August 14, 2008

Moving Onward

All good things must end, sometime. Even blog-cations. Is that a word (yet)? It's been a rollicking two weeks, the usual ups and downs. I've mostly been packing up the old shop and moving it , albeit prematurely, to the new one. After Ron's culinary suggestion, I've been eating a lot of tomato sandwiches and loving 'em. I've made some pots but not nearly enough for my Sept 1 firing. I've been helping my daughters learn how to ride bikes which brought back memories of crashing over and over again until I got it figured out. It's a good metaphor for making pots and trying to get them right. After a while it just flows like that. I've been culling "the collection" as it has become known as, pottery and artwork from as far back as my university days in Tennessee. That's where the hammer is such a friend to a potter. A lot of the stuff I got rid of wasn't of any importance and the act of breaking one's bad pots is an act of joyful release.

Way back in the early days I had a high school student work for me after she came home from school. She was high energy, confused about some things, but sure about a lot for her age. Emily would come to the shop in the afternoon full of rage some days. So we would just go out to the "rock" with a couple of pots reserved just for that very moment. In those days that grade of pottery was plentiful and we would sometimes need to throw several pots. A scream was also in order as one threw at the rock. That was the way we rolled then. Now Emily is going to Alfred to work on her PhD in Ceramics! I am so proud of you, Emily, formally known to Shapiro and I as "the shredder"! Check out this article about Emily.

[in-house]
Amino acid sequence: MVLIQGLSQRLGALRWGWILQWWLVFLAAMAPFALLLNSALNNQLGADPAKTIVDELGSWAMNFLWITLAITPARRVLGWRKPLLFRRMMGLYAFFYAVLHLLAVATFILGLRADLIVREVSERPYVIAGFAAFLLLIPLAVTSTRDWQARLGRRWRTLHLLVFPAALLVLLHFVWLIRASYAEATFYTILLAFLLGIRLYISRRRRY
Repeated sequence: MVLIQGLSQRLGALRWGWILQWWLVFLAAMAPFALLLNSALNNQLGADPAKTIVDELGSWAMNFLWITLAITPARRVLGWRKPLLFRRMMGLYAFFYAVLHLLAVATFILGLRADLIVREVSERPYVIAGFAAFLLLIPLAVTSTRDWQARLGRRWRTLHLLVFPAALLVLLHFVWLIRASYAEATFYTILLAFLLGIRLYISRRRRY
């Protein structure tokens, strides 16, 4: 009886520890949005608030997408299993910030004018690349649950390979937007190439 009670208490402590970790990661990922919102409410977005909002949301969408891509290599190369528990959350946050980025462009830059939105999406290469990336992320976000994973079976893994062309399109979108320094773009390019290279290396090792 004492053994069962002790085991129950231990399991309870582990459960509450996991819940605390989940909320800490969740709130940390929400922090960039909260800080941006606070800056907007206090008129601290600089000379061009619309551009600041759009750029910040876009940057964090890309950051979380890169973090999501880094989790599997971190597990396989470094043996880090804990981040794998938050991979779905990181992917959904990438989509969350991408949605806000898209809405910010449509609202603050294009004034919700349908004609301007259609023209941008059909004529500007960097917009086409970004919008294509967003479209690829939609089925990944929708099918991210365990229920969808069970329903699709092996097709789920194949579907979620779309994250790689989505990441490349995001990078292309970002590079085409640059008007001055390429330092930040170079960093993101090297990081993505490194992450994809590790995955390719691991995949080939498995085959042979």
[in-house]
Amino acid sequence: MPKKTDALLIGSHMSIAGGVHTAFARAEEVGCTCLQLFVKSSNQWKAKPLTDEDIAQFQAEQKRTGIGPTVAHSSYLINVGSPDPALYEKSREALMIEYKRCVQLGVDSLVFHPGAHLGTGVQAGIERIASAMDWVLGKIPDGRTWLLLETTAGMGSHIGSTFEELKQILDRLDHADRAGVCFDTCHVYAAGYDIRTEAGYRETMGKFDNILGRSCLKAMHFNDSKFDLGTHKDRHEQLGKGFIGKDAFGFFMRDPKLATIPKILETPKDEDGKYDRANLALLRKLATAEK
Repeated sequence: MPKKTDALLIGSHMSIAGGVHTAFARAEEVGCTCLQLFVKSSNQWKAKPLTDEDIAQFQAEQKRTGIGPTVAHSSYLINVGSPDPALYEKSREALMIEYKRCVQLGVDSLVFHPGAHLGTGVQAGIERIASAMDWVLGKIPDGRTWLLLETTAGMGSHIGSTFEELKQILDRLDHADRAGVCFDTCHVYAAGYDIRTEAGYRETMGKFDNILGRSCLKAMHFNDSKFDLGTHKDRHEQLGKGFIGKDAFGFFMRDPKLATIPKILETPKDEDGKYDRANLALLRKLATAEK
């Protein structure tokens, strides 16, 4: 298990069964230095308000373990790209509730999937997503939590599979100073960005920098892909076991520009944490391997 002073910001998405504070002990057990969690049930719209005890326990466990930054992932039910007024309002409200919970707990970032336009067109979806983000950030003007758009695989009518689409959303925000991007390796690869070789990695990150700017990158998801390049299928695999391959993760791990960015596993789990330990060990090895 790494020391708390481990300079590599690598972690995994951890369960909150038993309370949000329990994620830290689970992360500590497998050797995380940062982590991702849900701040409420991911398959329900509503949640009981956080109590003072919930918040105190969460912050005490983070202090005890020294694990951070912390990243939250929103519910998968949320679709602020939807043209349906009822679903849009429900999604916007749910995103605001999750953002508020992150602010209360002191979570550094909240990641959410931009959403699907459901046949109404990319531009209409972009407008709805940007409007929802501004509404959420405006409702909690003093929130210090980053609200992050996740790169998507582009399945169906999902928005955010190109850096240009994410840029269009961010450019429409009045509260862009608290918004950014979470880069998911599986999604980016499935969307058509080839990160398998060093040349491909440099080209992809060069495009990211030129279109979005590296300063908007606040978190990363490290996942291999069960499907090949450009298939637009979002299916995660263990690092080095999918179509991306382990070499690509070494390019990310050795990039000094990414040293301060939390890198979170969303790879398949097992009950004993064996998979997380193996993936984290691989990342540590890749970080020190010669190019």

I am no stranger to angst, and apparently it comes and goes with many of us potters. As basket weaving became a cliche for an easy grade in college course work, potters have gotten a label of eternally peaceful at their wheels and always smiling. Mostly it's true, it is joyful work, I can't think of a better way to live. But this career comes with its foibles and its sucker punches. It's back breaking work and its competitive. It's archaic in these times of high tech and yet it's essential as an antidote to the massed produced plastics that have invaded every corner of our kitchen. Some of us use wood and local materials as a reminder of the old ways, we carry that torch for better and for worse.
After a good soaking rain last night, in the words of George Harrison,
Little darling, it seems like years since it's been clear
Here comes the sun, here comes the sun,
and I say it's all right
It's all right